Hi Michael. It’s that time of year again. That time you always hated when I was so, so very hot and sweaty and thus, always had the air conditioning turned down, the overhead fan turned to high and the small floor fan churning away all night long. Like living in a wind tunnel, you’d say. I’m sure you wouldn’t be the least bit surprised to learn that nothing’s changed. I climb into our bed, each night, still on my side, yours untouched, with the dull roar of all my cooling machines as my companions. The thin sheet quivers in the breeze. You’d hate it. I’m physically comfortable and I lie there, thinking. Look at this headline from an article I read this evening.
Scientists Have ‘Woken Up’ Microbes Trapped Under The Seafloor For 100 Million Years
I mean, really? While I was trying to wrap my mind around the impossibility of those numbers and the subsequent life options they revealed, I suddenly hoped that meant we had a chance of reuniting somewhere in this mystifying universe. Certainly our collective and relatively young microbes have just as good a chance at survival as those ancient ones. I’m positive that your microbes are all over our house, our garden and in the few personal items of yours which I’ve stashed away. There might be a few hairs in your brush. I wouldn’t care which version of us we’d be, young or old. Ish.
So then I was thinking about all the tiny details of life I’d normally tell you every day when you were still here in the flesh. I mean, I like your constant cosmic presence, but I usually turn to that with just the most important stuff. I’ve been dying to share with you all these strange little nothing thoughts that cross my mind. Mostly, no one has ever been able to put up with the endless stream of seemingly random, disconnected thoughts that pour out of me. My sister, Cheryl is probably the next best listener after you. As my younger sibling, she was well trained in the absorption of my peculiar brain workings. I’m lucky she’s still here. But there’s just nothing like you for that bottomless reservoir of acceptance which you provided for me. Isn’t it ironic that we both know you’d be appalled by me releasing all this private information into the faceless universe? I mean, I know some people who read my blog but mostly, they’re strangers. Honestly, except for a few private spaces in myself that defy language, most of the rest is just irrelevant in the long run. What impact do our little quirky selves have? I know you’d disagree but I need to survive now, in my own way. So here are a few random thoughts that beset me as I lie in our bedroom, my favorite space, while my mind wanders in the wee hours after I’m done reading, wishing I could talk to you above the whir of the fan blades spinning around me.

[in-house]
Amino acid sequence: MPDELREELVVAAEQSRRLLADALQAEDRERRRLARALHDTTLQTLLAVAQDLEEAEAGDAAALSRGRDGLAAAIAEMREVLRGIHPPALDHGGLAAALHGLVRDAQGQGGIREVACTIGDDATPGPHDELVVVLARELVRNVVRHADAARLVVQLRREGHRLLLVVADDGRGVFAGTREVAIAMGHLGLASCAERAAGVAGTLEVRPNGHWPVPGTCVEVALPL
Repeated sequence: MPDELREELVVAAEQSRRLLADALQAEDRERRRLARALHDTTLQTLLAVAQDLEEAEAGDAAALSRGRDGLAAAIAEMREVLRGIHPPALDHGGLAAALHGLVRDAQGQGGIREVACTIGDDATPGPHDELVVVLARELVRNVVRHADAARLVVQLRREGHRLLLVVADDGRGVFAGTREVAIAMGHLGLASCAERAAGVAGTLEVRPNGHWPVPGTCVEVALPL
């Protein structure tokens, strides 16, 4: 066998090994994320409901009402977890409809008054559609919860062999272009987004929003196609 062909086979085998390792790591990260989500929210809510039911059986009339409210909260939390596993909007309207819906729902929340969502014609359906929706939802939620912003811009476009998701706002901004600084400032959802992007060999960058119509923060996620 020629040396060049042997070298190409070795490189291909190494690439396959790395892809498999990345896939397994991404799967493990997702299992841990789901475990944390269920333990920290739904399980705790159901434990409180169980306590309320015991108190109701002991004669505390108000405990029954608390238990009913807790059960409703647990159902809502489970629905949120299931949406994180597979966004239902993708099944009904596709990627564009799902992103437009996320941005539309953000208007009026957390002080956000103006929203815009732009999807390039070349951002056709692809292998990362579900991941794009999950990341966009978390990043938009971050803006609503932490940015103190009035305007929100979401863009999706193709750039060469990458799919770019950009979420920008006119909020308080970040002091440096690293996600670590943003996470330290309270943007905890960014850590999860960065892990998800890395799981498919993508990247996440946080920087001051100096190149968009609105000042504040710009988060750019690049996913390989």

You’re the only person who knew that while I was listening to WLS radio during my pubescent and teen years in Chicago, I wasn’t just a rock and roll/rhythm and blues kid. I also liked gospel, jazz and classical music. I still remember that when you were working at the Record Service, you kept track of my favorites and made sure I always those albums in my stash. And then, you updated them to CD’s so I didn’t have to wear out my vinyl. I’m still listening to lots of different genres every day. I don’t think I could’ve gotten through this bizarre pandemic time without it.
Here’s another weird thing I’ve noticed lately. I don’t watch much television during the day. I turn it on for a few minutes when I get up in the morning, mostly a defensive move to make sure nothing impossibly earth-shattering happened overnight. That’s how things are right now – every day seems to bring a story that’s incomprehensible. Today the story was that after the worst economic quarter ever reported since they started measuring these things, Trump suggested that perhaps we shouldn’t hold an election this fall. This guy will sling any idea that he thinks will get him a second term. As an historian, you just wouldn’t believe how this country has devolved since you’ve been gone. Anyway. When evening rolls around, I’m tired from being outside most of the day. After dinner, I watch the news and then scroll through the tv guide, looking for anything that might distract me, amuse me or otherwise edify me in some way. Lately, I’ve realized that virtually every day, The Godfather, Ferris Bueller’s Day Off or Gladiator is playing. Often they’re on at the same time, while other times, they’re staggered. It’s so peculiar. Usually I watch bits of all of them. By the end of the week I’ve seen them in their entirety, albeit out of order. I’ll also pause for Sense and Sensibility, The Princess Bride, Pride and Prejudice or any Errol Flynn movie. Makes me laugh. If you were here, you’d be doing the same thing with The American President, To Have and to Have Not, You’ve Got Mail or The Maltese Falcon. Also Goodfellas, A Bronx Tale, or Stand by Me. I’m working my way through a decent number of tv series that I missed when we were too busy to watch them. But recently, I’m needing revolution. I’ve got “Z” and Battle of Algiers on my DVR. I probably don’t need to get more cranked up than I am these days, but I guess that’s too bad. Watching them anyway. I wonder how any new shows will be made for the fall? Better not go down that rabbit hole. They’re probably not going to happen.